It didn't take long for former Dublin Jerome High School girls soccer coach Josh Brader to see that Lindsay Agnew was a special player.

When Brader took over the program in 2011 after having coached DeSales the previous four seasons, he realized that Agnew not only had natural talent, but also a strong work ethic.

Those attributes have helped Agnew earn the opportunity to play the sport professionally. The 2013 Jerome graduate is in her first season with the Washington Spirit of the National Women's Soccer League. She was drafted by the Spirit with the No. 19 overall pick in the NWSL college draft Jan. 12 in Los Angeles.

"She works as if she's not one of the best players in Canada, she works as if she wasn't one of the best in the club (Ohio Premier) she was in (for five years)," Brader said of Agnew, who was born in Kingston, Ontario, and later lived in London, Ontario, and Syracuse, New York, before moving to Dublin in 2006. "So you take this hunger, combined with this talent, and then you have a tremendous kid. She's a tremendous young lady and you have this perfect storm of Lindsay Agnew."

Agnew, 22, has seen limited playing time at forward thus far with the Spirit, who are 3-5-2 entering a game against the Boston Breakers on Saturday, July 1. However, Spirit coach Jim Gabarra said she has potential.

"She's a first-year player and, in our league, it's a process," Gabarra said. "It takes a whole season of playing games to really figure it out. It's a very difficult league, but she has shown flashes of what we saw in her college days (at Ohio State) and with Canada. She's made progress as the season has gone on, and learning and getting better, like all of us, every day."

Agnew is just happy to have the chance to play professionally.

"I've always wanted to do this since I was a little kid, so it's pretty crazy sometimes," she said. "Sometimes in the moment you forget that you are playing pro soccer and then it's 'Wow, I'm really doing this. This is awesome.'

"I'm not making crazy money, but (the NWSL) raised the minimum salary (from $7,200 to $15,000) this year, so I am making pretty good money. They're paying for housing, so I really don't have expenses... I'm living a good life."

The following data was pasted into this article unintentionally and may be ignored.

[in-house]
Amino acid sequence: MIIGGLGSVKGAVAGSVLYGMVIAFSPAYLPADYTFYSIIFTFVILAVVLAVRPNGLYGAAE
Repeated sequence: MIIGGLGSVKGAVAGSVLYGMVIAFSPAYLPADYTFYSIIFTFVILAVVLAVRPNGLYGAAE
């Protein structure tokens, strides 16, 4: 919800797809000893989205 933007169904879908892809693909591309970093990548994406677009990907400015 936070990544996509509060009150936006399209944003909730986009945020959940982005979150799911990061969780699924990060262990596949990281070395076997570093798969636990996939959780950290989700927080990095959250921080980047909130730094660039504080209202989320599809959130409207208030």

Agnew has been part of the Canadian national team since 2011 and played for Canada when it won a silver medal at the 2012 CONCACAF Women's Under-17 Championship in Guatemala, lost in a quarterfinal of the 2012 FIFA U-17 Women's World Cup in Azerbaijan and placed sixth in the 2014 FIFA U-20 Women's World Cup in Canada.

Agnew is hoping to represent Canada in the 2019 FIFA World Cup in France and in the 2020 Summer Olympics in Tokyo.

In Brader's two seasons at Jerome, Agnew helped the Celtics reach the Division I state final in 2011, where they lost to Strongsville 1-0, and reach a regional final in 2012, where they lost to Pickerington North 1-0 in two overtimes.

In 2011, Agnew was named first-team all-state and second-team ESPNHS All-America as well as district and OCC-Cardinal Division Player of the Year. She also was captain of ThisWeek's Super 12 team.

Agnew credits Brader for much of her development in the sport.

"(Brader) and his dad (Jeff) always text me and we definitely stay in touch," Agnew said. "They came to some of my Ohio State games. They're really supportive. I'm really lucky to have that family still a part of my life."

Agnew totaled 17 goals and 19 assists in four seasons at Ohio State. As a senior co-captain last fall, she led the Buckeyes with 10 goals and eight assists and was named second-team All-Big Ten Conference.

"Lindsay was going to be Lindsay with or without me," Brader said. "She has the rare combination of being a tremendous leader and young lady, and then you have the raw athleticism. She's so skilled because she works so tremendously hard, but she fights and works like she's chasing someone."

Agnew, who graduated from OSU in May with a degree in environmental and natural resources, also credits her parents, Gary and Barb, for her success in the sport.

Gary Agnew is a former NHL assistant coach with the Columbus Blue Jackets, Pittsburgh Penguins and St. Louis Blues. He also served as interim head coach for the Blue Jackets in the 2006-07 season.

"Obviously, there are a lot of people who want to (play soccer professionally) and I believed in myself and I credit my parents," Lindsay said. "They never let me believe that I couldn't do it. It's pretty amazing. It's what I always wanted, so I was always persistent about it and I put my head down when I had to and grinded it out."